Puskar Bhusal's eloquent piece in his Somehwere In Nepal column ("Where are you Tulsi Giri?", #101) contains a factual oversight. Bhusal notes Sher Bahadur Deuba's Western-trained credentials as one of the reasons to explain the prime minister's behaviour these days. Let's clear this myth once and for all. Sher Bahadur Deuba was never a "research fellow" at the London School of Economics (LSE). He didn't "study" at the LSE, neither as an undergraduate nor a postgraduate. He didn't get a degree there. Deuba seems to have registered as a student under a category called "research fee", allowing him to use the LSE library, and have a professor assigned for general guidance, but not take classes.
To what extent Deuba made use of the world's largest social science library at the LSE is unknown, but he was lucky to have been assigned the occasional guidance of Fred Halliday, an Arab scholar of renown. Deuba is said to have done some homework on parliamentary democracies, but since he published nothing at the LSE, one doesn't know how "western trained" he was at the end of his stint at LSE.
Under the urging of Krishna Prasad Bhattarai, the acting president of the then-banned Nepali Congress Party, Socialist International (once led by Willy Brandt, with historically close ties to BP Koirala) and aided by covert processing at the British Council, Deuba is said to have been sent off to London in 1988. Bhattarai is said to have wanted to stave off a possible defection of Deuba to the Panchayat by sending his prot?g? into exile. Deuba, for his part, denied he ever wanted to defect.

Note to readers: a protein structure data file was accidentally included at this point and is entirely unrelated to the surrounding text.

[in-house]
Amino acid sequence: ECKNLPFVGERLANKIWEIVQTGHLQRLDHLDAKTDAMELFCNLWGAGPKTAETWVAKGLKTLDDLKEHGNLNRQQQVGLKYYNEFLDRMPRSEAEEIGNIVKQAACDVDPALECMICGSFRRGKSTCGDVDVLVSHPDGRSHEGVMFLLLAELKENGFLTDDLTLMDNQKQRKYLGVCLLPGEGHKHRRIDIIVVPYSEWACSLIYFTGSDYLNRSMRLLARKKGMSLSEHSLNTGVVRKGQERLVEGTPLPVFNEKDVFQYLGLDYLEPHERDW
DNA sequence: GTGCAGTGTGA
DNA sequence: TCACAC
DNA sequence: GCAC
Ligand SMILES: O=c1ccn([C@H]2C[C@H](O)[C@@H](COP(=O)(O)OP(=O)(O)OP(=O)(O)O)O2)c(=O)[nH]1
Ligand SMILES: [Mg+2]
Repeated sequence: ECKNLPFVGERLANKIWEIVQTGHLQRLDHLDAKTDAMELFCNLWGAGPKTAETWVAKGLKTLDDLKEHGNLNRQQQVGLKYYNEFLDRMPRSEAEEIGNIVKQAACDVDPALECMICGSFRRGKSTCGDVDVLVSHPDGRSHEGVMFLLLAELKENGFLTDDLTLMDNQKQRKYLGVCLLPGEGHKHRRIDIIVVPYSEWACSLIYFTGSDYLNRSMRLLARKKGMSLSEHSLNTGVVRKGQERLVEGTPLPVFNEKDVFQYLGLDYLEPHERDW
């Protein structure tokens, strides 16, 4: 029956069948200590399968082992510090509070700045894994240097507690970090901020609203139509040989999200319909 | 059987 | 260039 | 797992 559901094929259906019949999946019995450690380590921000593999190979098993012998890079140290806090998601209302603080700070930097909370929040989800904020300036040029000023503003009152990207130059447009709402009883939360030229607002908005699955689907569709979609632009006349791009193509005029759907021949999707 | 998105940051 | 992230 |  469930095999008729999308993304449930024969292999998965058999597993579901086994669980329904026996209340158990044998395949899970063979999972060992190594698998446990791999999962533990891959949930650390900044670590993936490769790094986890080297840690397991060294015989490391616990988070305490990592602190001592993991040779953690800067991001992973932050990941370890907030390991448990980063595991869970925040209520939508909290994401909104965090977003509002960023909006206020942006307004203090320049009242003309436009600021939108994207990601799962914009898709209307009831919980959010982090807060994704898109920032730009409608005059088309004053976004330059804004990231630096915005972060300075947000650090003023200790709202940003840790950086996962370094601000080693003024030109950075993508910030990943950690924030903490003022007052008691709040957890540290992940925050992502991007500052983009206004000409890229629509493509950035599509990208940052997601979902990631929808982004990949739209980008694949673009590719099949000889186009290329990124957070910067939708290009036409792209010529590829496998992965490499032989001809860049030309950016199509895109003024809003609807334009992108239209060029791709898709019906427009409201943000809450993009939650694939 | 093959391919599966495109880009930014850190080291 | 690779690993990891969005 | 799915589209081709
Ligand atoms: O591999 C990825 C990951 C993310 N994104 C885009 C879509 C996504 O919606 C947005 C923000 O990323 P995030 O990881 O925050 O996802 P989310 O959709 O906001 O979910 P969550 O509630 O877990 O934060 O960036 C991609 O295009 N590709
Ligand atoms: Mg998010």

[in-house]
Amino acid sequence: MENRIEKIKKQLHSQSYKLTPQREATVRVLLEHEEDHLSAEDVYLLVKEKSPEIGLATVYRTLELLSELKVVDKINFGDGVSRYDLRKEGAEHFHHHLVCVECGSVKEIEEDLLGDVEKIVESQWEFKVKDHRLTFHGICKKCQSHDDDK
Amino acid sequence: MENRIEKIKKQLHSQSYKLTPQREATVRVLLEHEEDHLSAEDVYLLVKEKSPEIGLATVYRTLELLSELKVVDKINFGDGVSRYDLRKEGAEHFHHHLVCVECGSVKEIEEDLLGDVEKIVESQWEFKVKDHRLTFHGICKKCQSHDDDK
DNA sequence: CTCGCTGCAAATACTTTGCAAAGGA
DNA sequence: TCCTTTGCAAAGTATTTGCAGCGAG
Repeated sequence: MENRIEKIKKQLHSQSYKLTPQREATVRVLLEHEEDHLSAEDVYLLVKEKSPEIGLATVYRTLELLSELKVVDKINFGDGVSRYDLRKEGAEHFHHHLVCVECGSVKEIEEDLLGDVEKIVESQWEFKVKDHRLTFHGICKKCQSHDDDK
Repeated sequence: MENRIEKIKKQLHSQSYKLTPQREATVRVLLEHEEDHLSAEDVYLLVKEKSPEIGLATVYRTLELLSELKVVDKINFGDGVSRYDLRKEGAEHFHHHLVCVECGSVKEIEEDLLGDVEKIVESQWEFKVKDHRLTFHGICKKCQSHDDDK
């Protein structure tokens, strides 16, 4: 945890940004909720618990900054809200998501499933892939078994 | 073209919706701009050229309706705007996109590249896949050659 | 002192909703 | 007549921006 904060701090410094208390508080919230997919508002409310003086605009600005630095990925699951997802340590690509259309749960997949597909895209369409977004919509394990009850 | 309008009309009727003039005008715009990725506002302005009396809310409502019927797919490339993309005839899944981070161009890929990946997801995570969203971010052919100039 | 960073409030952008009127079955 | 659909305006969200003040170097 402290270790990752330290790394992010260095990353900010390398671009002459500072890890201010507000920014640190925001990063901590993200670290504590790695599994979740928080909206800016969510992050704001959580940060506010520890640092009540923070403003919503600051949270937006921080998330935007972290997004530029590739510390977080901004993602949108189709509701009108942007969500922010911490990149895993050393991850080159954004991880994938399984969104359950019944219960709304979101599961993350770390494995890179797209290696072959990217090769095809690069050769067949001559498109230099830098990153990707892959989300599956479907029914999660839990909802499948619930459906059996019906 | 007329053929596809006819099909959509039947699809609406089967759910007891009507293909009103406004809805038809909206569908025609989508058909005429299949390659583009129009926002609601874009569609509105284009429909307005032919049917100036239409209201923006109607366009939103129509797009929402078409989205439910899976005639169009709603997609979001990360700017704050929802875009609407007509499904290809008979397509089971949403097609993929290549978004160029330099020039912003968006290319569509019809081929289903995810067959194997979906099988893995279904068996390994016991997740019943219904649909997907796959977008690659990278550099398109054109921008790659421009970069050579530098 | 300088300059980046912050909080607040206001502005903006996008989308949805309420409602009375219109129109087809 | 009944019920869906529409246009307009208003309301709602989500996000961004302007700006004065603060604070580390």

When the democracy movement began in Nepal, Deuba was still in London where he is said to have lobbied for the movement. His stipend from the Socialist International had long been discontinued, and he was relying on borrowed money from Nepalis, irregular translation work for the BBC Nepali Service, and subsidised lodging at the Natraj Restaurant, later home of the actress Karishma Manandhar.
Deuba is a simple, humble man whose 30-year struggle for democracy (10 of which were spent in detention) were genuine. His democratic credentials until recently were pucca. But at a time when he himself is as confused as anybody else about what exactly he is doing to Nepal's young democracy, people like Puskar Bhusal should know that by Nepali standards Deuba may be a fine politician. And, sadly, possibly one of the better ones amongst a lousy lot. But it would be to everyone's benefit not to overdo his "western trained" credentials. Deuba was in London on an under-financed holiday, not for any hard academic training.
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